Test Suite Reduction and Prioritization with Call Trees

Test Suite Reduction and Prioritization with Call Trees

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Gregory Kapfhammer

November 09, 2007
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  1. Reduction Techniques Mary Lou Soffa soffa@cs.virginia.edu Test Suite Reduction and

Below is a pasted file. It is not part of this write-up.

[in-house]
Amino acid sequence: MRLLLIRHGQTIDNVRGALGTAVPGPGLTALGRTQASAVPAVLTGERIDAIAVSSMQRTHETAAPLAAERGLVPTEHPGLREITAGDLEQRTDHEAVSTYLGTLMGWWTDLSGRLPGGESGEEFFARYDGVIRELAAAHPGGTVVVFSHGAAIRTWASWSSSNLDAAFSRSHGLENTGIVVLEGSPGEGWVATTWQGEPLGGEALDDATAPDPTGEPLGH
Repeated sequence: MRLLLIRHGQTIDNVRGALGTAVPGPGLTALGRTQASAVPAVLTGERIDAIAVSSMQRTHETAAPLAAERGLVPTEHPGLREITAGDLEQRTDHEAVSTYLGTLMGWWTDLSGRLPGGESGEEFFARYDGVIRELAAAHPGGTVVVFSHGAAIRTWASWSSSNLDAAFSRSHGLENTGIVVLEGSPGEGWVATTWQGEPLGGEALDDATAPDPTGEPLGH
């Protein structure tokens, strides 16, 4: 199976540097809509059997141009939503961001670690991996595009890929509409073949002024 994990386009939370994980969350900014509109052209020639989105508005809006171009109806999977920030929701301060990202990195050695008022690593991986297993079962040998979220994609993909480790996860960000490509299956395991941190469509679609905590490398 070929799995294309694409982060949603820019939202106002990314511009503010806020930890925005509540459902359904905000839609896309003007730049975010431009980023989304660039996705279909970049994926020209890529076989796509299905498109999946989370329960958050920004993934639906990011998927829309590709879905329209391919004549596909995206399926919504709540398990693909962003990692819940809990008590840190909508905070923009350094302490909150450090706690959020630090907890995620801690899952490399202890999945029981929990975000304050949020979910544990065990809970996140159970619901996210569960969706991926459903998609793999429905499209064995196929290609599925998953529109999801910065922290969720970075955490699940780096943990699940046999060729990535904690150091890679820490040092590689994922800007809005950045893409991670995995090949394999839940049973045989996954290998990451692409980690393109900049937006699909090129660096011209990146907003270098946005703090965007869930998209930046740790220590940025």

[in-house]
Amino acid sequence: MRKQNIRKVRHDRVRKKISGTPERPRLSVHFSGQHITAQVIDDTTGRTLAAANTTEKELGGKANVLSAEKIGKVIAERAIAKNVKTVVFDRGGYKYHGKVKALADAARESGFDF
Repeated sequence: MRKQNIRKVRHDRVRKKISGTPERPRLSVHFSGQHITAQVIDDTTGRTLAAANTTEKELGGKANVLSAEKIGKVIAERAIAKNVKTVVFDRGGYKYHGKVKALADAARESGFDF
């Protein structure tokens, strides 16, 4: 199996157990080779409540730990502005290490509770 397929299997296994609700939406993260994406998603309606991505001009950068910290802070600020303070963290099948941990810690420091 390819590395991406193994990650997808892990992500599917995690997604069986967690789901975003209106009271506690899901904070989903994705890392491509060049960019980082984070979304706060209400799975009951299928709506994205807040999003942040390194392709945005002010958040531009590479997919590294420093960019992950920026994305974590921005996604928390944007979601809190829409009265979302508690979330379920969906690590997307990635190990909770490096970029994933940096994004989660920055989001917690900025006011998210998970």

Prioritization with Call Trees Regression Testing Challenges • Execution time of a test suite may be prohibitive. • Coverage monitoring supports regression testing by tracking the coverage of test requirements. • Call trees efficiently store the dynamic behavior of a program under test. • The coverage of the tests can be examined to see where there is coverage overlap. • Reduction attempts to eliminate test overlap. • Prioritization aims to rapidly cover the test requirements. Call Tree Path: Each path from the root node to a leaf node is considered a requirement [McMaster and Memon, 2005]. • Each reduction algorithm produces a subset of the original test suite. • The reduction algorithm can be repeated on the set of tests that did not get chosen. The output from the repeated execution of the algorithm can be added to the output from the previous run. • By running the reduction algorithm on the residual tests until every test has been chosen, a reordering of the test will be obtained that covers all of the requirements faster than the original test suite. Figure 1: Reduction and prioritization tool. Figure 3: On the left, an example of a call tree; the Main method calls Methods A, B, and C. Method A calls Method D. On the right, the individual call tree paths of the tree on the left. Call Tree: tree­based representation of the dynamic behavior of the program during testing. Joshua J. Geiger joshua.geiger@gmail.com Gregory M. Kapfhammer gkapfham@allegheny.edu Adam M. Smith adammatthewsmith@gmail.com • Software Testing Tools: • We are releasing the source code, tutorials, and stand­alone tools in phases. • A coverage effectiveness calculator is already available for download. • Future Research: • Empirically evaluate the efficiency and effectiveness of the regression testing algorithms using both real world and synthetic test suites. • Compare the existing algorithms to search­based methods including hill climbing, genetic algorithms, and simulated annealing. Traditional Greedy Algorithm • Greedily choose tests by coverage, cost, or the ratio of coverage to cost. 2­Optimal Algorithm [Harman et al, 2007] • All­pairs comparison of the tests’ coverage. • Generalizes to K­Way. Harrold, Gupta, Soffa Algorithm [Harrold et al, 1993] • The tests that cover sparsely covered requirements are more likely to be needed in the final test suite. • Greedily choose tests by coverage from covering sets of increasing cardinality. Delayed Greedy Algorithm [Tallam and Gupta, 2005] • Remove tests whose set of covered requirements is a subset of another test’s set of covered requirements. • Remove requirements whose set of covering tests is a superset of another requirement’s set of covering tests. • Add tests to the test suite that are the only covering test for a requirement, or greedily choose a test based on coverage. Probe insertion: • Insert probes using AspectJ. • Static instrumentation – Probes are inserted directly into the Java bytecode. • Dynamic instrumentation – Probes are inserted when the Java class is loaded. Probe location: • Before and after each test case in the test suite. • Before and after each method in the program. Implementation: • Dynamic probes are inserted using class loaders or the JVMTI. • Call trees are stored in binary or XML. Figure 6: Cumulative coverage. A Tool Paper Presented at the 22nd IEEE/ACM International Conference on Automated Software Engineering Atlanta, Georgia, November 5­9, 2007 http://cs.allegheny.edu/~gkapfham/research/kanonizo/ Cover R(T 1 ) Cover R(T i ) ∩ n­1 I = 1 Cover R(T) T n Done Area C(T,t) ∫ t(n) 0 T n­1 Done T 1 Done Testing Time (t) Covered Test Reqs C(T,t) Figure 4: Reduction techniques eliminate overlapping coverage in the test suite. Tests T2, T9 , and T6 cover every requirement; the remaining tests are redundant. Figure 2: Probes and Call Tree Construction. Test Coverage Monitoring Call Trees Prioritization Methods Experimental Analysis Future Contributions • Prioritization is rated by the test suite’s Coverage Effectiveness: the ratio between the area of the cumulative coverage of a prioritized test suite and an optimal test suite. • Prioritizing to maximize coverage effectiveness ensures requirements are covered earlier during the testing process. References M. Jean Harrold, Rajiv Gupta, and Mary Lou Soffa. A Methodology for Controlling the Size of a Test Suite. ACM Transactions on Software Engineering Methodologies 2(3): pages 270­285, 1993. Sriraman Tallam and Neelam Gupta. A Concept Analysis Inspired Greedy Algorithm for Test Suite Minimization. Program Analysis for Software Tools and Engineering, pages 1­8, 2005. Mark Harman, Zheng Li, and Robert M. Hierons. Search Algorithms for Regression Test Case Prioritization. IEEE Transactions on Software Engineering, pages 1­12, 2007. Scott McMaster and Atif Memon. Call Stack Coverage for Test Suite Reduction. IEEE International Conference on Software Maintenance, pages 539­548, 2005. Figure 5: Repeated reduction on residual tests prioritizes the test suite. Figure 7: Cumulative coverage of the GradeBook application. On the left, the original test suite has a poor coverage effectiveness. The prioritized test suite on the right covers the requirements more rapidly.